Reducing already congested court dockets is the aim of yet another change. The Child Support Technical Fixes bill will enable Child Support Enforcement Agencies to make reasonable assumptions regarding the parties’ incomes should they fail to appear at the administrative hearing. Such a change will make these administrative support establishment hearings more productive and trim court docket volume by reducing the need for unnecessary court hearings that resulted entirely from a failure to appear. 
The Child Support Technical Fixes Bill is just one component of a particularly noteworthy year in Ohio child support legislation as two similar child support guideline bills are presently pending in the Ohio legislature which would use updated economic data to calculate child support orders for the first time in nearly thirty (30) years.  
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HOPE

Helping Ohioans Parent Effectively

Fairfield County Protective Service is excited to share they were recently awarded funding for the planning and implementation of HOPE. The concept of HOPE is parents or foster youth who at one time had an open case with children services and work to support child protection caseworkers with their current caseload, both as parent advocates and as voices to improve the system. Some of these primary parents may have had their rights terminated, or their children have been adopted by other families; others worked their case plans and have been reunified with their children. Most have overcome addiction, mental illness and their own history of trauma to become spokespersons for the importance of community and government services that strengthen and stabilize families in crisis. HOPE parents may assist current parents with an open case with protective services by providing orientation, answering questions, attending meetings or court hearings to make parents and youth feel more comfortable. Parents with current open cases in Ohio attached to HOPE parent partners have shown they engage in services more quickly and have a higher likelihood of reunification with their children if removed.
May is Public Assistance Fraud
Awareness Month
May is Public Assistance Fraud Awareness Month in Ohio, and Fairfield County Job and Family Services is spreading the word that “Fraud Costs All of Us.” 
 
Individuals who mislead caseworkers or lie on an application for benefits are believed to account for a small percentage of the funding disbursed, but the department takes even small fraud cases very seriously. “In 2017, the agency received 715 fraud referrals. Five cases were prosecuted with individuals ordered to pay restitution of $188,718.00. From January to April 2018, the Prosecutor’s Offices completed 12 prosecutions; all of which were found guilty. “We appreciate the support and cooperation of the Fairfield County Prosecutor’s Office to fight fraud,” explained Laura Holton, Deputy Director of Community Services.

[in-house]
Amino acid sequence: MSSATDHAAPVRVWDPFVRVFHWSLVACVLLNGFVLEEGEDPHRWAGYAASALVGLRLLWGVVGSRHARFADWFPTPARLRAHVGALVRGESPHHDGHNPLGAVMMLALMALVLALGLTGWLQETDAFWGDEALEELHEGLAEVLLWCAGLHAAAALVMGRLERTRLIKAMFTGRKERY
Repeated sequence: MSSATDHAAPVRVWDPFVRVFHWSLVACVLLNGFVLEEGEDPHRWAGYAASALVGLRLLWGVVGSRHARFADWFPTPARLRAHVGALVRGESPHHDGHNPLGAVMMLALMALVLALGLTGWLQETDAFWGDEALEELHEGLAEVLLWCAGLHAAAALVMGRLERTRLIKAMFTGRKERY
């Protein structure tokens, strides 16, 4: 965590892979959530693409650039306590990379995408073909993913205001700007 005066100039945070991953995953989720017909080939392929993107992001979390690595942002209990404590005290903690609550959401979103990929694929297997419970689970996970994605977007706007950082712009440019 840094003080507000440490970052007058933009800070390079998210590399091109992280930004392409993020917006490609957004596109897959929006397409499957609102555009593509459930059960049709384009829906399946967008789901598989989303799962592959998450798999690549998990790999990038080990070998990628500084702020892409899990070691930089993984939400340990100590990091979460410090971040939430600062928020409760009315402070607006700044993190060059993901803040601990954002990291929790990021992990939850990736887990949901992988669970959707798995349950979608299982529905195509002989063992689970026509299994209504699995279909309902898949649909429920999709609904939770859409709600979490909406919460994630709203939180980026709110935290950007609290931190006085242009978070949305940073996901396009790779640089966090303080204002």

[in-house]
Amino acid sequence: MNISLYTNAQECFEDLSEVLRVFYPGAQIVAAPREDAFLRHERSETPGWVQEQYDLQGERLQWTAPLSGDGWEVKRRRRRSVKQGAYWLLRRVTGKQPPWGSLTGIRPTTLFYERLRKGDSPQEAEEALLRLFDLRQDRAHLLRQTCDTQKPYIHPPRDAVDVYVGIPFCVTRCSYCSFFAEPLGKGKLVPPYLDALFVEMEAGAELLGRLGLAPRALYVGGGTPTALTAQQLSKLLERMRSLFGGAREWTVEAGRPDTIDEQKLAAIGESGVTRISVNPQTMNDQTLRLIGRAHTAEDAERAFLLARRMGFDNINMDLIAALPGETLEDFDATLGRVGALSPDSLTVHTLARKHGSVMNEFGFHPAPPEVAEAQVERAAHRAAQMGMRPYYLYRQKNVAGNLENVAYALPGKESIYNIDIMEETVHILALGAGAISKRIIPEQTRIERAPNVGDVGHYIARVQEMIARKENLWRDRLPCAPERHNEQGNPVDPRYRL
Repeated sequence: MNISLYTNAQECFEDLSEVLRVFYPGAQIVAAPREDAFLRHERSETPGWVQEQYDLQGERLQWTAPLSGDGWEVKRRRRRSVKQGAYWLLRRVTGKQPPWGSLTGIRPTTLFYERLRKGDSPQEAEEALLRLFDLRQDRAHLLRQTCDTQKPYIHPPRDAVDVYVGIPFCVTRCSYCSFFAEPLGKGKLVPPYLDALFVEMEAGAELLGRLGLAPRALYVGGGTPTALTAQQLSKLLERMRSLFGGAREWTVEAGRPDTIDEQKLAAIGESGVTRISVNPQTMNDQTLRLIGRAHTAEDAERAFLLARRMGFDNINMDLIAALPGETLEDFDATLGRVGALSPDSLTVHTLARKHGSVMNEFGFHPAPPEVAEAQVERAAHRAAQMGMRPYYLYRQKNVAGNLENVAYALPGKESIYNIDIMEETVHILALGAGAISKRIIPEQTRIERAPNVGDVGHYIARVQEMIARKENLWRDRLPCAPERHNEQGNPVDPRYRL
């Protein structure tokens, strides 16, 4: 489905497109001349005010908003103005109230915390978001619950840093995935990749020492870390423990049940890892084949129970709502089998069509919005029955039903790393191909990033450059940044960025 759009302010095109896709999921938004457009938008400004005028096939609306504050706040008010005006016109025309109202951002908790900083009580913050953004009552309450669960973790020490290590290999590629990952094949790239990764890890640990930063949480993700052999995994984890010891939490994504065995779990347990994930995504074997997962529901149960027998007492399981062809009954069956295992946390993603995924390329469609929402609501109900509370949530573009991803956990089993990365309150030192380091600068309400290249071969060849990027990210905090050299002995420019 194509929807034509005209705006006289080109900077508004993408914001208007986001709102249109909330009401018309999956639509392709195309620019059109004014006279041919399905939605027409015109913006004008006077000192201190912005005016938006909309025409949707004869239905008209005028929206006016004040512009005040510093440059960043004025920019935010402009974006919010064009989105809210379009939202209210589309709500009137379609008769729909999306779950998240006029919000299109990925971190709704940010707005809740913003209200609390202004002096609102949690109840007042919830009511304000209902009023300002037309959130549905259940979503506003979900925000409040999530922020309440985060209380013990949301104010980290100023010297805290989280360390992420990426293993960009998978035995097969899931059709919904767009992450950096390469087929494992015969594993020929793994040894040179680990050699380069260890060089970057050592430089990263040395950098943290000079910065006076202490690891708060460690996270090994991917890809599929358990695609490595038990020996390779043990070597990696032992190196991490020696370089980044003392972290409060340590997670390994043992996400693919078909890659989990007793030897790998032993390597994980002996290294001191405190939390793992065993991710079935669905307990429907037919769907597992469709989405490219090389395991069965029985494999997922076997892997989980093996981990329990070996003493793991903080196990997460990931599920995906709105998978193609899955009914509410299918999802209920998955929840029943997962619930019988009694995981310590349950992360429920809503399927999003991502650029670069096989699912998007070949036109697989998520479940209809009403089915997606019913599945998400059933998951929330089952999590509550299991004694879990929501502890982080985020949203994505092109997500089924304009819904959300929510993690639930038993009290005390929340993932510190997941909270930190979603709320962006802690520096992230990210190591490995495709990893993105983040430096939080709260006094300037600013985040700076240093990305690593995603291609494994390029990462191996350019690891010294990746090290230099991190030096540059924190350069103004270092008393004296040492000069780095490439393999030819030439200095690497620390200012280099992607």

"It is extremely important for individuals receiving public assistance to accurately report income and household composition,” said MaryJo Fox, Fairfield County Fraud Supervisor.
 
Individuals found to be committing fraud are removed from the program, must repay any improperly obtained benefits, and may face criminal charges and jail time. Residents of Fairfield County may report suspected public assistance fraud by calling Fairfield County Job and Family Services Fraud Hotline at 740-652-7616 or via the agency website at  www.fcjfs.org
Interactive Voice Response (IVR) Available Statewide for Public Assistance Consumers
To help consumers access information regarding their Medicaid, Supplemental Nutrition Assistance Program (food assistance) and Ohio Works First (cash assistance), Ohio deployed IVR technology statewide on Thursday, May 31, 2018. Consumers can call 1-844-640-6446 to hear their benefit summary status, which includes if a benefit is pending, closed, or active and the amount of the food assistance available. Callers are asked to authenticate with their Social Security Number and date of birth. Callers are able to sign up to receive case notifications and reminders via text message. Consumers will also be receiving robocalls aimed at individuals whose Medicaid was terminated for failing to complete the renewal process. To hear the benefit summary or to sign up for text messaging, callers should press option #2 at the main menu for Ohio Benefits at 1-844-640-6446.   
Elder Abuse Is Happening -
Help Stop It
CIRCUS NIGHT
Carrying on a JFS Tradition
Circus Night 2018 was a huge success due to the many staff and community partners who participated in this annual event. The event is a celebration of families in the community and a child abuse prevention outreach event. Approximately 600 families attended the event. We are always thankful for the community partners and other individuals besides staff who volunteer or donate their time to this event; Community Action Recycling, Kohl’s Volunteers, Fairfield County Dog Shelter, Boy Scouts, Girl Scouts, American Red Cross, YMCA, SWAT, Fairfield County Library, B.A.C.A (Biker’s against Child Abuse), Kiwanis, T.R.U.E Martial Arts, Early Head Start, Wendy’s, McDonalds, Fairfield Medical Center, Kroger, Walmart, South Central Power Company, Miller Financial, Conns Potato Chips, Mark Loy, Froggy’s Bakery, Crossroads Connections Volunteers, 10-U Mid-Ohio Raptors Baseball Team, and many others.
Special thanks to Co-chairs Sabrina Chabot/Sarah Abner and the entire Circus Night committee who went above and beyond to make the event happen. JFS is lucky to have such caring and hard working staff.